What do we think of The Amazing Spider-Man? Is it invigorating or a mess?
Despite Stan Lee’s protestations to the contrary, Peter Parker is not a character with whom teenage boys will find it that easy to relate. Part of the problem is that while his nerdy normal persona is contrary to the usual jockery displayed by superheroes like Iron Man and Thor, as soon as he dons the red latex suit and mask that transforms him into Spider-Man, he becomes a sneering, sarcastic lout who isn’t funny or clever enough to be a worthy alter-ego.
In The Amazing Spider-Man this issue is addressed to a certain degree by either keeping Parker (Andrew Garfield) out of the suit as much as possible or, while he is in costume, having him remove the mask to show the human side of the wascally web slinger two or three times in each action sequence.
Hopefully that will serve as a decent enough introduction to a discussion of what some might call a terminally premature movie reboot of a comic book character who has received more than enough coverage over the last decade.
If you were at all concerned, don’t be. The Amazing Spider-Man is good, which you will already have gathered from the four star rating it has earned here. But its issues are almost the exact opposite of those which arose during Marvel’s Avengers Assemble earlier this summer. Which means that the neatness of the big budget experience is not without its messily masked flaws.
The film portrays Peter Parker as a lithe, bright and broodingly handsome teen who is less ostracised from high school society than he was in Sam Raimi’s recent adaptations. This makes his character all the more believable, while also explaining the easy attraction that develops between Parker and fellow science enthusiast Gwen Stacey (Emma Stone).
Revelations about his deceased father’s work on cross-species genetics leads Parker to visit the labs of Oscorp, where one-armed innovator Dr. Curtis Connors (Rhys Ifans) utters the hilariously ill-judged line “I’m not a cripple. I’m a scientist”.
After being a nosey…Parker, with a radioactive spider bite to prove it, the freshly minted Spider-Man learns to adapt to his newfound strength and adhesiveness in sequences that are played for laughs, with middling success.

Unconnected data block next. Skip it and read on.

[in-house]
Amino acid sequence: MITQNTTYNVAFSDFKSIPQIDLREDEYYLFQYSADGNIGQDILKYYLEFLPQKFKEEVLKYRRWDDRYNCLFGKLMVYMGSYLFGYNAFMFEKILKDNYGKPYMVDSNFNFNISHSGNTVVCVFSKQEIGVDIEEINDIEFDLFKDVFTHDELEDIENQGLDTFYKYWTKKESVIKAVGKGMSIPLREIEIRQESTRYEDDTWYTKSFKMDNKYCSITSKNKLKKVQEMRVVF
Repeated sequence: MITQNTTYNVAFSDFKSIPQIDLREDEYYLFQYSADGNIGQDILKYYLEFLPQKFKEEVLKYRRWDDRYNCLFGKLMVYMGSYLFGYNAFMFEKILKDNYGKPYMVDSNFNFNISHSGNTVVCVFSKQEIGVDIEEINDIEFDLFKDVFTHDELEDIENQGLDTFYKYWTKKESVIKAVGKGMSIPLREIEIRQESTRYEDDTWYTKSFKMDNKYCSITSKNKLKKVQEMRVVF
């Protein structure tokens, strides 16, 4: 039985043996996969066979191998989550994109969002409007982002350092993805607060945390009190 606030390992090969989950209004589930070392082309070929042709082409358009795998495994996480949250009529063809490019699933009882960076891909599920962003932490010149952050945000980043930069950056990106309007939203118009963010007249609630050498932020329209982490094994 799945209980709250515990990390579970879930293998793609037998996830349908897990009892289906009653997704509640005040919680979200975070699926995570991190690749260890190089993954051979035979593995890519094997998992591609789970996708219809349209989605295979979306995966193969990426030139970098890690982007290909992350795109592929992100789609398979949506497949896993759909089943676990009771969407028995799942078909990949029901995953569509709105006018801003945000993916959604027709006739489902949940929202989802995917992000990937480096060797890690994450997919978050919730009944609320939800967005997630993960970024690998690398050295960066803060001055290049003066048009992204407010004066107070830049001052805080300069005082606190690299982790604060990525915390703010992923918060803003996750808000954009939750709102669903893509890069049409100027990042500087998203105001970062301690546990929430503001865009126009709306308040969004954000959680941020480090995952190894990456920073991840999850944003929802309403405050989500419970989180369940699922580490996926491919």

Meanwhile Parker’s divulgence of a hidden equation to Dr. Connors allows him to perfect a formula that could help him regrow his phantom limb, while external pressures encourage the scientist to carry out early human tests on himself, creating the scaly villain of the piece.
Garfield and Stone certainly have that much touted chemistry which makes their romance enjoyable, although the latter seems more comfortable with the scenes during which she is required to be approachably likable. Look out for the moments when she dons her one ‘serious face’ for some unintended laughs.
What causes the main issue is that the film spends three quarters of its run time exploring the well known backstory of Spider-Man. While there are key plot differences between this and 2002’s Spider-Man, it can feel unnecessarily exhaustive at times. It also means that the film’s climax is squeezed into a five minute segment after having been clumsily set up much earlier. This is where the film diverges from Avengers Assemble, whose last 30 minutes descended into an increasingly meaningless action gangbang because the story has been used up across five other films.
Further similarities between The Amazing Spider-Man and Raimi’s trilogy are unavoidably established in the style of the action. The promise of some first-person sequences established in the early trailers is only partially realised, with stints inside of Parker’s mask far too brief and infrequent to be memorable, or truly rip off Mirror’s Edge.
It is pleasing to see that as much time as possible is spent watching what appears to be a real man in a real latex suit, rather than a plasticine-looking graphical rendering. But this film too has its embarrassingly silly sequences of swinging which match the ‘Spider-Man in front of the American flag’ scene from the atrocious Spider-Man 3. Kids won’t care. Neither will the majority of adults. But some might.
So, while it is almost certainly too soon to have rebooted this franchise, no one in the cinema will be able to stop smiling for long enough to notice.